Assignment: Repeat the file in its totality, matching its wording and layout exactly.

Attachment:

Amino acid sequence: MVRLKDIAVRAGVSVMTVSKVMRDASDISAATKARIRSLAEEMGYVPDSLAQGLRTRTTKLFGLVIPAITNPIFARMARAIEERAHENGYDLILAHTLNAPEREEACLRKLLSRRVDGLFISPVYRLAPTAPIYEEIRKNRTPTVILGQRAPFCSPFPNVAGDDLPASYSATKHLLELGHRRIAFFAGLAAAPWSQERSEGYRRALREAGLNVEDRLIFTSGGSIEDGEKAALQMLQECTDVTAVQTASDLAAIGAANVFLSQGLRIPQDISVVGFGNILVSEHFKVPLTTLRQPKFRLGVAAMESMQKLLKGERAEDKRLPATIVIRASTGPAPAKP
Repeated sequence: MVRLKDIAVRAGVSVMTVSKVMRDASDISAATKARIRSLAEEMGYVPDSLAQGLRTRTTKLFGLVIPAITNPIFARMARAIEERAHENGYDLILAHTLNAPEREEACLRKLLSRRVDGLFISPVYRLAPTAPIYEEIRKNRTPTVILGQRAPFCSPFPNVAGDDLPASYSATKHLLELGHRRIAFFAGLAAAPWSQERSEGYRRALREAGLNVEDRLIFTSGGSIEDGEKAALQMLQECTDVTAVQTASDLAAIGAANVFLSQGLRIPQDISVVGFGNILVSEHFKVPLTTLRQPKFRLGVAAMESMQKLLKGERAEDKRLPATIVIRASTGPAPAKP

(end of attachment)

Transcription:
Amino acid sequence: MVRLKDIAVRAGVSVMTVSKVMRDASDISAATKARIRSLAEEMGYVPDSLAQGLRTRTTKLFGLVIPAITNPIFARMARAIEERAHENGYDLILAHTLNAPEREEACLRKLLSRRVDGLFISPVYRLAPTAPIYEEIRKNRTPTVILGQRAPFCSPFPNVAGDDLPASYSATKHLLELGHRRIAFFAGLAAAPWSQERSEGYRRALREAGLNVEDRLIFTSGGSIEDGEKAALQMLQECTDVTAVQTASDLAAIGAANVFLSQGLRIPQDISVVGFGNILVSEHFKVPLTTLRQPKFRLGVAAMESMQKLLKGERAEDKRLPATIVIRASTGPAPAKP
Repeated sequence: MVRLKDIAVRAGVSVMTVSKVMRDASDISAATKARIRSLAEEMGYVPDSLAQGLRTRTTKLFGLVIPAITNPIFARMARAIEERAHENGYDLILAHTLNAPEREEACLRKLLSRRVDGLFISPVYRLAPTAPIYEEIRKNRTPTVILGQRAPFCSPFPNVAGDDLPASYSATKHLLELGHRRIAFFAGLAAAPWSQERSEGYRRALREAGLNVEDRLIFTSGGSIEDGEKAALQMLQECTDVTAVQTASDLAAIGAANVFLSQGLRIPQDISVVGFGNILVSEHFKVPLTTLRQPKFRLGVAAMESMQKLLKGERAEDKRLPATIVIRASTGPAPAKP